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  1. Stay Safe on the Slopes

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    stay safe on the slopes

     

    The FCO have launched travel advice guidance for Brits travelling to a winter ski or snowboarding holiday abroad to make sure they stay safe on the slopes.

    The guidance includes essential advice and tips to ensure that travellers avoid injury and expensive medical costs whilst on the slopes. The key messages are:

      • Take out comprehensive insurance that covers all of your winter sports activities
      • Don’t drink and ski
      • Protect our head and policy – many insurers insist you wear a helmet
      • Don’t attempt slopes you’re not experienced or fit enough to tackle
      • Make sure someones knows where you’re going and tell them of any changes to your plans

     

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  2. Top Tips For Keeping Safe On The Ski Slopes

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    Planning a winter ski or snowboarding holiday? Don’t miss out on the fun – avoid injury and expensive medical costs by following our checklist.

     

    Travel insurance

    Make sure your insurance covers the activities you want to do. Medical costs can be very expensive if you get injured: for example, it could cost up to £40,000 to be treated for a fractured femur in the United States, or £8,000 to treat a knee injury in Austria*. In addition to this, many policies don’t cover damage of rental equipment or skiing off piste without a guide. So it’s worth checking your policy!

    *Figures include medical fees and repatriation. Source: Europ Assistance

    European Health Insurance Card (EHIC)

    Travelling in Europe? It’s essential that you take a valid EHIC with you. If you have an accident or suddenly become ill you’ll receive the necessary state-provided medical healthcare at reduced cost, or sometimes free. The EHIC is valid in the European Economic Area and Switzerland. But you still need to take out travel insurance, as an EHIC won’t cover all your medical costs, private treatment or repatriation to the UK. Many travel insurance policies only provide full cover if you also have an EHIC. Apply for your free EHIC now at: www.ehic.org.uk

    Be at your peak

    Get fit so you can enjoy your holiday more; if you’re not physically prepared you’re more likely to injure yourself and you won’t get the most out of your skiing or snowboarding.

    Also, be aware that you are exerting considerable energy at high altitudes and it’s unlikely you’ll be fully acclimatised, even at the end of your holiday. The highest skiable altitude in many resorts is up to two miles above sea level, so the air pressure and density is far lower than your body is used to. This can lead to your body tiring faster than usual because it can’t absorb as much oxygen. The air is also much dryer than it is at, or near, sea level. It’s important to drink a lot of liquids (not alcohol!) to maintain your hydration levels. Depending on your size, weight and the level of exertion, you will need between four and six litres of water a day – a gallon or more.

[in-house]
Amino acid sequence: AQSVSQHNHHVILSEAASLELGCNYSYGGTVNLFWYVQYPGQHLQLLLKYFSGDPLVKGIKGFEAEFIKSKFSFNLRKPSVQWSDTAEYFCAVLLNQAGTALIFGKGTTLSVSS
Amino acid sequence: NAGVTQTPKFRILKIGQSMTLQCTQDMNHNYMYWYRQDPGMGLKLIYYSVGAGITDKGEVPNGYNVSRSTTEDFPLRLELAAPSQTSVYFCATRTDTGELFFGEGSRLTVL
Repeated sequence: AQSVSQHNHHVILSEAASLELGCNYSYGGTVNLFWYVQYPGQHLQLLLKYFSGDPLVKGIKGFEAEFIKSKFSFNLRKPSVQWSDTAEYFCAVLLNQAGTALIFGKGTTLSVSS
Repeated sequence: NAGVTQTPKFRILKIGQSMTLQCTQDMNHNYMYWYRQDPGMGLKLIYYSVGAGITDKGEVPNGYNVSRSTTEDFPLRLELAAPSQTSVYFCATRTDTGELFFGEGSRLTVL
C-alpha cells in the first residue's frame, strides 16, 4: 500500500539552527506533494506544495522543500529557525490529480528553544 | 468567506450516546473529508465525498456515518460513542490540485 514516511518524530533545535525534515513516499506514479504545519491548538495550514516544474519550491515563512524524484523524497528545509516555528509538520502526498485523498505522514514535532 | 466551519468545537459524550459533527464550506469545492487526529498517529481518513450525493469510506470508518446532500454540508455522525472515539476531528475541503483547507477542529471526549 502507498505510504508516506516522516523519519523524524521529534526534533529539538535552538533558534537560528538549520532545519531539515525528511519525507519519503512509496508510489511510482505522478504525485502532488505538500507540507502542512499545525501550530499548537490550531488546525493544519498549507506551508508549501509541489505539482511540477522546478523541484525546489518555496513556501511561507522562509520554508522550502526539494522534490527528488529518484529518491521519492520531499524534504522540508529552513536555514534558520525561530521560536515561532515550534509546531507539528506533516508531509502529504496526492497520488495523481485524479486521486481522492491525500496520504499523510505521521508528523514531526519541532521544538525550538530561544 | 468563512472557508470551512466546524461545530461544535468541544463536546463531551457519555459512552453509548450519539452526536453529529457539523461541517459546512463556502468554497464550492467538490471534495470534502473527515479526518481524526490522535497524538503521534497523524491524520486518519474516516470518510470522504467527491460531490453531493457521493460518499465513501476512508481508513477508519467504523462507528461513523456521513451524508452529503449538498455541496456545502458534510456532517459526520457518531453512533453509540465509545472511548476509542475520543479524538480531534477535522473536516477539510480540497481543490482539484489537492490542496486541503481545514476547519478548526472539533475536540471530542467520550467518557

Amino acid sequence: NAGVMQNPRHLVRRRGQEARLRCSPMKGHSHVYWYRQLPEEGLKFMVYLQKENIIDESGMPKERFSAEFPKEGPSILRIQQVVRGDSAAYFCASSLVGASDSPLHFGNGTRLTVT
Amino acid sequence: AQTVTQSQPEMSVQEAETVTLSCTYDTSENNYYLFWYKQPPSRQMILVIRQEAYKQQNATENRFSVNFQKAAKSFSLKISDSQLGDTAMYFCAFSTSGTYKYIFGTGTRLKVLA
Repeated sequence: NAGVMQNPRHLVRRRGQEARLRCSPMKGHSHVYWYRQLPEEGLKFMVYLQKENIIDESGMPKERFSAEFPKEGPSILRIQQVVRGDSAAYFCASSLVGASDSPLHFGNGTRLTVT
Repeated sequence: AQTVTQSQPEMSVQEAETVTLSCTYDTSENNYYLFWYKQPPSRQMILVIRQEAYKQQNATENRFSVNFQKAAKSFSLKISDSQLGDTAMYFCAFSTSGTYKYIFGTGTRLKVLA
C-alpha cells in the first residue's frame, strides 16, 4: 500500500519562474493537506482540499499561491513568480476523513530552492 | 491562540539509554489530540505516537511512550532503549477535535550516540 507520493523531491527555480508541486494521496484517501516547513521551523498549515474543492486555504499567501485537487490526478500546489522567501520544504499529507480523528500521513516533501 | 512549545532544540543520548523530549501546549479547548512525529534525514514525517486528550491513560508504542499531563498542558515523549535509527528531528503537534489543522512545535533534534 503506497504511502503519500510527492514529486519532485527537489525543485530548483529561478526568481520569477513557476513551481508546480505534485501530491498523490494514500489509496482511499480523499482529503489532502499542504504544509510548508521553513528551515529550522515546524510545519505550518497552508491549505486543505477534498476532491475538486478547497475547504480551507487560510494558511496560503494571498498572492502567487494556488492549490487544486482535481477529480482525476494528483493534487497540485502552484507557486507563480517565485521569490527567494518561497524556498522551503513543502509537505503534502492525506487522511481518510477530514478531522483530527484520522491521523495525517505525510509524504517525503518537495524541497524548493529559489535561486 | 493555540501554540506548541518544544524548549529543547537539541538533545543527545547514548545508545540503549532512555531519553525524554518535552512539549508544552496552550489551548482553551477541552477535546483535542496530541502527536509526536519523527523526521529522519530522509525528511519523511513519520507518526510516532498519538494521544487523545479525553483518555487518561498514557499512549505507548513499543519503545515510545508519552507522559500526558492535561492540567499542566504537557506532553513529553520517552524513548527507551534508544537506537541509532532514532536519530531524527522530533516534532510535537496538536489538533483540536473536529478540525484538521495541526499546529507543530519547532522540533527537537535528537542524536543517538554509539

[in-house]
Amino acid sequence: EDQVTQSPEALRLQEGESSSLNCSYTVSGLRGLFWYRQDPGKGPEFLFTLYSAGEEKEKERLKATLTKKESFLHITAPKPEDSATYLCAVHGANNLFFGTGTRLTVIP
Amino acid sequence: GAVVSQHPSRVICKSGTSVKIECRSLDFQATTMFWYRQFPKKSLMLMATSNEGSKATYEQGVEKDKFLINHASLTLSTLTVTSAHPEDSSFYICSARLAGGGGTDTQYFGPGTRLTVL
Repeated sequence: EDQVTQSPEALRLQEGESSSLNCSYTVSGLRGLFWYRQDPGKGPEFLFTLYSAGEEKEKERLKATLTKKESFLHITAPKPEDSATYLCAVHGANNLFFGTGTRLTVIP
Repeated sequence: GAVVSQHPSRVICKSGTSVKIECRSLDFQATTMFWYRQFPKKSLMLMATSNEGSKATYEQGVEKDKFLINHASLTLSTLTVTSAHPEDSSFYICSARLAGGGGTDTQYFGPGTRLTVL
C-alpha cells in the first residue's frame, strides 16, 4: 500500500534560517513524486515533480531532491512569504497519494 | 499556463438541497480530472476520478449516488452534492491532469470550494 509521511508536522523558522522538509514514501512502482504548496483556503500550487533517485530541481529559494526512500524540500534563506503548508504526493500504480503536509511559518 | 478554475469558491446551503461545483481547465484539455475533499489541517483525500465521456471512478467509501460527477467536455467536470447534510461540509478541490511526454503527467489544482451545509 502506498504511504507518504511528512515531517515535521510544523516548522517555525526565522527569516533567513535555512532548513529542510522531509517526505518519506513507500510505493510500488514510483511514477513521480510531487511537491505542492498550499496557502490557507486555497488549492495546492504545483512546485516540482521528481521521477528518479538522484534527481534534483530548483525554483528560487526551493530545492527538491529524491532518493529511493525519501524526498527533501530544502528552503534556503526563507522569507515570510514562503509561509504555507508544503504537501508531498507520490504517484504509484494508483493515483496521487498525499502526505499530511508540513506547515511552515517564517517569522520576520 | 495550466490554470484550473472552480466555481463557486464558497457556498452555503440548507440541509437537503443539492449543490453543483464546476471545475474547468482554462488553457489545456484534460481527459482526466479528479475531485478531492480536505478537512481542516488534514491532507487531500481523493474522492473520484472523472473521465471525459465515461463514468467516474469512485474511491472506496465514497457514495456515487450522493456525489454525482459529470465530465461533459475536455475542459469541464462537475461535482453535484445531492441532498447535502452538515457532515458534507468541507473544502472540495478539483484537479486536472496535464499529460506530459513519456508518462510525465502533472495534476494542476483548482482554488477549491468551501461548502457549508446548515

Know your limits

    Drinking alcohol on the slopes invalidates some insurance policies and can affect you more quickly at high altitudes. It also affects your resistance to, and awareness of, the cold which can put you in danger. In practical terms it also affects your judgement, co-ordination and reaction times; in other words, your skiing will deteriorate after you’ve been drinking.

    Use of helmets

    Wearing a helmet is a personal choice and more and more people are choosing to wear them. In some resorts it is a legal requirement for children to wear helmets. Before you travel you should ensure that you are aware of the legal requirements for the country you are visiting. For more information visit: www.skiclub.co.uk/infoandavice

    Sun/Snow blindness

    The sun is much stronger at altitude and appropriate strength sun cream should be worn. When it comes to eye protection there are two main options; ski goggles or sunglasses, each has their own benefits and disadvantages. Always ensure goggles or glasses offer 100% UV protection. More information can be found at: www.skiclub.co.uk/infoandavice

    Choosing the right pistes

    It is important to be aware of how pistes are classified to indicate their difficulty. This will make sure you don’t overstretch yourself and get into a tricky situation. It is useful to note that there can be local and national variations in signs, rules and regulations. When you arrive in a resort, you should obtain and study the piste/trail map of the area. Do be aware that piste classifications vary in different ski resorts and countries. Piste conditions change during the day as the sun moves and warms up the snow especially later in the season. What was a cruising blue run mid morning, could be difficult, and more like a hard red by 4pm. Note that this also works in reverse.

     

  3. Trendy Technical Skiing Socks by Manbi

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    Wearing Manbi ski socks not only keeps you looking cool on the slopes but also keeps your feet warm, blister free and dry.

    The technical snow-tec socks have in-built high density ‘low impact’ padded zones on the heel and shin for extra protection. The cushioning foot zone helps prevent foot movement and blisters when wearing ski boots. The Nylon and Lycra yarns provide extra foot and calf support whilst the wool and acrylic blend provides excellent thermal insulation.

    The Manbi snow-tec socks come in 3 different size ranges (4-6½, 7-9½ and 10-13) and a range of colours. They are ideal for all outdoor winter sports such as skiing, snowboarding, sledging, cross-country skiing and off piste.

     

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